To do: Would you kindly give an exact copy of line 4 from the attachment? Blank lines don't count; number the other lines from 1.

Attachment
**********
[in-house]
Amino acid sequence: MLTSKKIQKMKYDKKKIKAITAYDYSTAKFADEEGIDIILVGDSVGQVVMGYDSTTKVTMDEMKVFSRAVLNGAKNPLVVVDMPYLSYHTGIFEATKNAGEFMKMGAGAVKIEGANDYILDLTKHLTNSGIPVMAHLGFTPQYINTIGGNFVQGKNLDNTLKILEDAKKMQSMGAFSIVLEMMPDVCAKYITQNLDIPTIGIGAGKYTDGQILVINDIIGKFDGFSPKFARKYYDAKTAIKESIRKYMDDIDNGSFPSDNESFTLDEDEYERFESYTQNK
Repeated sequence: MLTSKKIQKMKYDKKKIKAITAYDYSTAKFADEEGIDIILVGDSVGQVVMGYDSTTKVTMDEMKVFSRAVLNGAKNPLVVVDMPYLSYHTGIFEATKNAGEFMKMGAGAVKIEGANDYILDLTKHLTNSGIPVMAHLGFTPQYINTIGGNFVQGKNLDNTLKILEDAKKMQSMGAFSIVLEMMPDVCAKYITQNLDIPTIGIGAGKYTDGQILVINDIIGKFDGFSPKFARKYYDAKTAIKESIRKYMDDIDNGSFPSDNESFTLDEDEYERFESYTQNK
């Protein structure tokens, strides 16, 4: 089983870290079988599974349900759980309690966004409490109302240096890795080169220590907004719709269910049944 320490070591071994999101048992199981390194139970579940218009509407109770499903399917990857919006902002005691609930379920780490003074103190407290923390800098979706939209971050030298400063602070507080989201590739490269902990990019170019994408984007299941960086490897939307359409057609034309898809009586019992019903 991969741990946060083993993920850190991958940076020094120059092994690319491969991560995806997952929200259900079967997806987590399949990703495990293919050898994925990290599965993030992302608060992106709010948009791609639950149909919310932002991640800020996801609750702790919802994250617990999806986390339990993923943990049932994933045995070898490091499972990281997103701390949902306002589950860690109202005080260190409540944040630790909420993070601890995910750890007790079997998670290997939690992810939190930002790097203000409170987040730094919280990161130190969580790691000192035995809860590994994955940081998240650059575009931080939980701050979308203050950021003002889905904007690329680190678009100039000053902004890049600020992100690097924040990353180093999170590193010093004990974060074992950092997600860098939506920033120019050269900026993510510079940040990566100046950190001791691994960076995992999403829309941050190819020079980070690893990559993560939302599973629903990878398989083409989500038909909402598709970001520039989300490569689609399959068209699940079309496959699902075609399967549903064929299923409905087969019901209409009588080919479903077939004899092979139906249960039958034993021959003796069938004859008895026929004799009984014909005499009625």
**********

């Protein structure tokens, strides 16, 4: 089983870290079988599974349900759980309690966004409490109302240096890795080169220590907004719709269910049944 320490070591071994999101048992199981390194139970579940218009509407109770499903399917990857919006902002005691609930379920780490003074103190407290923390800098979706939209971050030298400063602070507080989201590739490269902990990019170019994408984007299941960086490897939307359409057609034309898809009586019992019903 991969741990946060083993993920850190991958940076020094120059092994690319491969991560995806997952929200259900079967997806987590399949990703495990293919050898994925990290599965993030992302608060992106709010948009791609639950149909919310932002991640800020996801609750702790919802994250617990999806986390339990993923943990049932994933045995070898490091499972990281997103701390949902306002589950860690109202005080260190409540944040630790909420993070601890995910750890007790079997998670290997939690992810939190930002790097203000409170987040730094919280990161130190969580790691000192035995809860590994994955940081998240650059575009931080939980701050979308203050950021003002889905904007690329680190678009100039000053902004890049600020992100690097924040990353180093999170590193010093004990974060074992950092997600860098939506920033120019050269900026993510510079940040990566100046950190001791691994960076995992999403829309941050190819020079980070690893990559993560939302599973629903990878398989083409989500038909909402598709970001520039989300490569689609399959068209699940079309496959699902075609399967549903064929299923409905087969019901209409009588080919479903077939004899092979139906249960039958034993021959003796069938004859008895026929004799009984014909005499009625």